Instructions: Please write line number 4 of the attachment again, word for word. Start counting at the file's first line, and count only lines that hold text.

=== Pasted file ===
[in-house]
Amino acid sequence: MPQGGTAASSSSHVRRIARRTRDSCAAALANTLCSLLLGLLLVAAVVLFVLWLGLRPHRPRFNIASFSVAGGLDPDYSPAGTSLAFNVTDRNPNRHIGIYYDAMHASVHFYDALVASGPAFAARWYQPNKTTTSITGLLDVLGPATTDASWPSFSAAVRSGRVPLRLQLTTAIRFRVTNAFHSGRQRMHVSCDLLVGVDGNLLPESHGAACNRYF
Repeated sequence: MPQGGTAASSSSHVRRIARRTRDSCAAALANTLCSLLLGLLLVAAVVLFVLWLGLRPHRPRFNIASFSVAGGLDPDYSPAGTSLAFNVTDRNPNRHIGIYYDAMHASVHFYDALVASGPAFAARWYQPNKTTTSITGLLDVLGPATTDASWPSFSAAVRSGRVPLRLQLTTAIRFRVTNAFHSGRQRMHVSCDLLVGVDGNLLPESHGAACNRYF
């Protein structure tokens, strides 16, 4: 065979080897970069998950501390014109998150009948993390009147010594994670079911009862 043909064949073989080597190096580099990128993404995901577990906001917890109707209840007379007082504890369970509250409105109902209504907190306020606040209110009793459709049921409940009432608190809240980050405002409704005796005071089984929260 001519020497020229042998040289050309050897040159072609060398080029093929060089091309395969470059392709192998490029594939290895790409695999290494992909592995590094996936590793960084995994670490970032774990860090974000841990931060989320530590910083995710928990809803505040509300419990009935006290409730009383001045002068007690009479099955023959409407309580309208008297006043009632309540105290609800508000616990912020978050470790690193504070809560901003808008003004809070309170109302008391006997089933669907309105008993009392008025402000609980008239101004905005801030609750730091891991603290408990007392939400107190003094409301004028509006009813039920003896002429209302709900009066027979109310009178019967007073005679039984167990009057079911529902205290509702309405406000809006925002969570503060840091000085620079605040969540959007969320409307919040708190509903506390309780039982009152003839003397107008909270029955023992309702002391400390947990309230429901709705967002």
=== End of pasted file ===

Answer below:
């Protein structure tokens, strides 16, 4: 065979080897970069998950501390014109998150009948993390009147010594994670079911009862 043909064949073989080597190096580099990128993404995901577990906001917890109707209840007379007082504890369970509250409105109902209504907190306020606040209110009793459709049921409940009432608190809240980050405002409704005796005071089984929260 001519020497020229042998040289050309050897040159072609060398080029093929060089091309395969470059392709192998490029594939290895790409695999290494992909592995590094996936590793960084995994670490970032774990860090974000841990931060989320530590910083995710928990809803505040509300419990009935006290409730009383001045002068007690009479099955023959409407309580309208008297006043009632309540105290609800508000616990912020978050470790690193504070809560901003808008003004809070309170109302008391006997089933669907309105008993009392008025402000609980008239101004905005801030609750730091891991603290408990007392939400107190003094409301004028509006009813039920003896002429209302709900009066027979109310009178019967007073005679039984167990009057079911529902205290509702309405406000809006925002969570503060840091000085620079605040969540959007969320409307919040708190509903506390309780039982009152003839003397107008909270029955023992309702002391400390947990309230429901709705967002």